I honestly think people meet for a reason. My thoughts here are, it is to learn and create together or learn and create apart. Our relationships with our intimate lovers, friends and acquaintances can in some ways be defined by what we both learn and go on to accomplish, share and go on to help others through our own experiences.
If you have ever been in an unnecessarily argumentative, emotional, mentally or even physically abusive relationship that can be categorised with frequent breakups and passionate get back together’s then this may be of help and interest to you in both getting some kind of understanding of what’s happening and finding ways to live healthily together or move apart sooner.
It is my intention that these articles will provide examples you may relate to and to provide means to make the right changes for you in terms of your relationship.
If you choose to get out of this kind of toxic relationship the rest of this articles will offer some suggestions as to how as a survivor you can let go of the past, feel better and move forward with a sense of forgiveness and compassion. My reparation took me over six weeks to fully heal my heart and head, to let go of many unhelpful emotions and memories and feel whole again.
I most often find labelling people is not helpful. What I want to show here is a collection of coping mechanisms people with so called Borderline Personality Disorder ( BPD ) have for coping in their world and specifically coping in an intimate personal relationship.
It is honestly NOT their fault they have these modes of behaviour or coping mechanisms to be interacting with intimate partners but unless you are their therapist or their partner you will most likely never see this side of their personality. It can be like a real life Jekyll and Hyde. Relationships with this kind of characteristic can look like the Somme Battlefield from the outside. From the inside it is honestly much, much worse for both people.
Please read the following article for an insight into a BPD relationship. Click on the hyperlink below.
An Article by Roger Melton MA
The article above describes very well my perceptions of my own experience in a relationship with an ex partner who displayed all of the coping mechanisms that I will describe below. As such I have no intention of relating specific personal examples. This is for two reasons. Sometimes I feel ‘our story’ has an element of ‘the victim’ attached to it and so creates unhelpful gossip and agony aunt style, problem focused awareness and also this is really about recognising the signs and making a choice as to how best to move forward.
Having been in a toxic and mutually unhealthy relationship with a partner who exhibited these coping strategies for BPD with various intensities and frequencies; I have to say, at that time I simply didn’t understand what was happening or why they behaved that way. I did not understand many of our interaction. They often made little sense, more often than not no sense at all.
Arguments would frequently erupt from nowhere. My then partner would shout, make fists become verbally aggressive and abusive. In short a kind of totally unpredictable angry temper tantrum. Their raging arguments were paradoxical with what I perceived as frequent double standards that simply could not be reasoned out. I had no real idea how or why these would start arguments, but now I know, it is just one way of coping:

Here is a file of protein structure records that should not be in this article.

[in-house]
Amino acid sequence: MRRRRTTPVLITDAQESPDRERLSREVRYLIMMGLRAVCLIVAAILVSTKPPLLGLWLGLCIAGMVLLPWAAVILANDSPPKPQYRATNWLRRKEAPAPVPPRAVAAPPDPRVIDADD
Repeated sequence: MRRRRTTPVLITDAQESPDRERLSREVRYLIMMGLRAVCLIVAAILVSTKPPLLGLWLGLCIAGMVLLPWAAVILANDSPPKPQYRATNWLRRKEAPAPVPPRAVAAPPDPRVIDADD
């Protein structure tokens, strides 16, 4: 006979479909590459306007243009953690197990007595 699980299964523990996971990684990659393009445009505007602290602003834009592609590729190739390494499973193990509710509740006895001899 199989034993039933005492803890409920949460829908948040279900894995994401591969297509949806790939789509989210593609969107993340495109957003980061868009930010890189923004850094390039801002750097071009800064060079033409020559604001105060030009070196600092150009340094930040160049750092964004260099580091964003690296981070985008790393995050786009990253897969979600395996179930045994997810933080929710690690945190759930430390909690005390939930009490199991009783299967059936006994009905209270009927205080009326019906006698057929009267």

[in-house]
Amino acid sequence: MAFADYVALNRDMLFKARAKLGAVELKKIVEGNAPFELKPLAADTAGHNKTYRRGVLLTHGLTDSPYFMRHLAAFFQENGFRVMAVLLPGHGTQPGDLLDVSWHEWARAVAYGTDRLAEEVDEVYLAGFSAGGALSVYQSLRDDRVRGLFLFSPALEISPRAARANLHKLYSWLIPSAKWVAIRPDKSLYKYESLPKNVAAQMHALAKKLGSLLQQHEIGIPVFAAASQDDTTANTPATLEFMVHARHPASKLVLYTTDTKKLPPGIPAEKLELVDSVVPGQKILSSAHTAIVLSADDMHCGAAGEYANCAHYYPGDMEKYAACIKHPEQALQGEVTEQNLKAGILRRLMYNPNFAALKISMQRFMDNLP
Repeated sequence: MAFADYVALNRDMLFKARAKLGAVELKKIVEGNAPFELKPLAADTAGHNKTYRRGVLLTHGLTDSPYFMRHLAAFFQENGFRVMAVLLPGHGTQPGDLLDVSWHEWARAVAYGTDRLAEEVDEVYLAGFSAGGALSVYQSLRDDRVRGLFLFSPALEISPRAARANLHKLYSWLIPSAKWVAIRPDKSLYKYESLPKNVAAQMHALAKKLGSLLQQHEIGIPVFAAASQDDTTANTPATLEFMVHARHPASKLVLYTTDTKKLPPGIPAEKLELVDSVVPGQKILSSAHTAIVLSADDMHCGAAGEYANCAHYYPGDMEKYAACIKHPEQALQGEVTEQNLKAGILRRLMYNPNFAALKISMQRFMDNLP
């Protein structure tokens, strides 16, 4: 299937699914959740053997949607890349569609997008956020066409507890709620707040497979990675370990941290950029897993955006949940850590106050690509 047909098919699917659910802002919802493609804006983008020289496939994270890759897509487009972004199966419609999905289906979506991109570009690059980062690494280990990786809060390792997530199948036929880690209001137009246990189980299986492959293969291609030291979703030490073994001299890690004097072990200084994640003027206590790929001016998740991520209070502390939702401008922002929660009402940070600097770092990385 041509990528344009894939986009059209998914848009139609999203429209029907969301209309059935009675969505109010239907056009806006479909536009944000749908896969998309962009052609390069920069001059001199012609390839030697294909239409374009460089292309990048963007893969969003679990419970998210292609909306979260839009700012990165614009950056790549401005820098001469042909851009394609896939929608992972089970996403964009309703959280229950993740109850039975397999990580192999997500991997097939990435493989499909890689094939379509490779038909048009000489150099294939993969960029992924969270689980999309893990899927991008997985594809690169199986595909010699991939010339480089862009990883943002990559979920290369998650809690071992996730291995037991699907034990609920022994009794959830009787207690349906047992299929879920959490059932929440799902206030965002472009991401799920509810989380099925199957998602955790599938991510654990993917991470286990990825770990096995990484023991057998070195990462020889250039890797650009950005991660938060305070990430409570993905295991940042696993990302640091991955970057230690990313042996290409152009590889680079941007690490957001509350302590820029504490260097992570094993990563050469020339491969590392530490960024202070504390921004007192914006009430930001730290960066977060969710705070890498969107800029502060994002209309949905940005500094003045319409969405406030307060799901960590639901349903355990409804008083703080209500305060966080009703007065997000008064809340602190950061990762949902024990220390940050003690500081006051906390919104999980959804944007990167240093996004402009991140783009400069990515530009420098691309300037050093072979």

When you get to understand what childhood circumstances created these coping mechanisms or behavioural imprints ( DSM-IV-TR, The Angry Heart ) it is actually very easy to forgive and feel real compassion for an ex partner or even a current one; It is also very easy to forgive yourself. But when you don’t know, it is all too easy to feel hurt, used, manipulated, cheated and abused. This is the victim role. You can lose your sense of self value and self respect; Because you love them so you keep going back … for more of the same and so the cycle continues.
BPD Criteria and Coping Mechanisms
A pervasive pattern of instability of interpersonal relationships, self-image, and affects and markedly impulsivity beginning by early adulthood and present in a variety of contexts as indicated by five ( or more ) of the following :
1. Frantic efforts to avoid real or imagined abandonment.
2. A pattern of unstable and intense interpersonal relationships characterised by alternating between extremes of idealisation and devaluation.
3. Identity disturbance: markedly and persistently unstable self image or sense of self.
4. Impulsivity in at least two areas that are potentially self damaging ( spending, sex, substance abuse, reckless driving, binge eating).
5. Recurrent suicidal behaviours, gestures or threats of self-mutilating behaviour.
6. Affective instability due to a marked reactivity of mood ( intense episodic dysphoria, irritability, or anxiety usually lasting a few hours and only rarely more than a few days).
7. Chronic feelings of emptiness.
8. Inappropriate, intense anger or difficulty controlling anger ( frequent displays of temper, constant anger, recurrent physical fights ).
9. Transient, stress-related paranoid ideation or sever dissociative symptoms.
DSM – IV -TR
Part Two of this article will go on to explore the issue of blame and responsibility. Part Three will offer suggestions and ways, that as a survivor of specifically this kind of toxic relationship you can heal your emotional past and then move forward in life with a genuine sense of forgiveness and compassion.